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John Martin (1864-1956)

Educator & Lecturer of International Relations

John Martin was born on May 13, 1864 in Lincoln, England to John and Ann Martin.  He was educated in English public schools.  Public schools, in the English sense, refer to privately operated secondary schools that oftentimes require tuition, as opposed to the American notion of public schools, which are funded with taxpayer revenue.  After Martin attended the National Normal School in London from 1883 through 1884 he obtained the Queen’s (Victoria) Scholarship, and for the next two years taught in the London public schools.  In 1889 Martin earned his Bachelors in Science from the University of London.  In 1894 he became professor at the East London Technical College, where he remained there until 1897. 

While in England, Martin became a member of the executive committee of the Fabian Society.  The Fabian Society was comprised of prominent individuals interested in social reform. Fabian members included George Bernard Shaw, Sidney and Beatrice Webb and James Ramsay McDonald.  Martin lectured at the People Palace in London where working men and women went to study. 

Martin came to the United States in 1898 on a lecture tour.  Shortly after arriving, Martin made up his mind to move to the states.  In 1900 he married Prestonia Mann. Together, they established a home in Staten Island, New York.  They also owned a home in the Adirondacks, Keene, New York where they hosted many prominent individuals including H.G. Wells and Maxim Gorky.  Gorky, a Russian author, wrote his short novel, “Mother”, considered his best work by many Russian critics, while staying in the Martin residence.[1] 

Martin spent many years involved in the New York education system.  From 1900 to 1902 he became a director for the League for Political Education.  In 1903 he became a naturalized U.S. citizen. From 1908 to 1916 Martin held several positions in New York City including director of the City Housing Corporation, member of the New York Board of Education, member of Woodrow Wilson’s pre-nomination campaign and a free lance writer and lecturer.  During his time in New York Martin became heavily interested in adult education.[2]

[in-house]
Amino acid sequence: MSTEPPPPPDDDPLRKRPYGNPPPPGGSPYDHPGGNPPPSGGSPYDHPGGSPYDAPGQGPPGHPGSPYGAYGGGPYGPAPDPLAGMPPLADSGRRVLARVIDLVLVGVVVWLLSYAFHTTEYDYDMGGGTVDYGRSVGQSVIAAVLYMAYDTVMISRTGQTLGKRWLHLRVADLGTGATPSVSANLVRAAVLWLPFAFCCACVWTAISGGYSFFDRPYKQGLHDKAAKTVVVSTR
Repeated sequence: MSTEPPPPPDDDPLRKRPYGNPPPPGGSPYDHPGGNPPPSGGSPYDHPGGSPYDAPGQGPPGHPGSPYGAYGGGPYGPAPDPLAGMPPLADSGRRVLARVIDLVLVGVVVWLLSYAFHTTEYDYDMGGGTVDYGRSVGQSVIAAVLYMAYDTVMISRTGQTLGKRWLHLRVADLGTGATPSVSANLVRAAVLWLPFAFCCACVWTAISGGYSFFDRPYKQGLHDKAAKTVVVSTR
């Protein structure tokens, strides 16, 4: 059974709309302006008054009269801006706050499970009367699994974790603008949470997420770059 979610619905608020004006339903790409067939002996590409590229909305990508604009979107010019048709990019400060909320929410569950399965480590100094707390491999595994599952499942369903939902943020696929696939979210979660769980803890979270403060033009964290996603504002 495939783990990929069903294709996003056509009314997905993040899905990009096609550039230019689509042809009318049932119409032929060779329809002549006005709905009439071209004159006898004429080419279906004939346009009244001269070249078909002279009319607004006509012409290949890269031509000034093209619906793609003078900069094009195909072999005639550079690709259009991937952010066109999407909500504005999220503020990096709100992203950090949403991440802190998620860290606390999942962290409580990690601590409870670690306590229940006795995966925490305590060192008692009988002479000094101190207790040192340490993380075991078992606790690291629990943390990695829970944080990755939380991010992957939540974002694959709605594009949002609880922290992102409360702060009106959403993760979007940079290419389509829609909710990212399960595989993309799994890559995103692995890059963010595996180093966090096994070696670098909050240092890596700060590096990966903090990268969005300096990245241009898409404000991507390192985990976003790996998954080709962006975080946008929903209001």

In 1928 Martin moved to Winter Park, Florida.  The following year he began working at Rollins College, and the connection lasted until his death in 1956.  During his time at the college he served as a visiting professor, conference leader, lecturer and consultant on international relations.  He focused on international problems especially those dealing with peace and war.  He was known throughout Florida as a great lecturer.  His lectures, which were held every Thursday and dealt with America’s foreign and domestic policies became so popular with students and residents, that the programs were moved to the Annie Russell Theater, then to the Congregational Church and finally to the local high school auditorium to accommodate the growing audience.[3]     For his accomplishments, he received an honorary degree (L.L.D) from Rollins on February 24, 1936. 

 At his farewell celebration the audience passed a resolution asking Martin to continue his work.[4]  John Martin died on April 6, 1956 in Winter Park, Florida.  Martin willed his home to Rollins.  It was later used as the College conservatory of music. There was no doubt that Martin was a thinker and innovator.  He greatly influenced the way people thought about international problems.

- Kerem K. Rivera

[1] Sumner G. Rand, “Genial Genius of Genius Drive Approaches 90th Year,” Orlando Sentinel, May 9, 1954, 6D.  John Martin file, 45G, Rollins College Archives.

[2] “John Martin Timeline,” John Martin file, 45G, Rollins College Archives.

[3] Rand, “Genial Genius of Genius Drive Approaches 90th Year,” 6D.

[4] “Tribute to John Martin,” John Martin file, 45G, Rollins College Archives.

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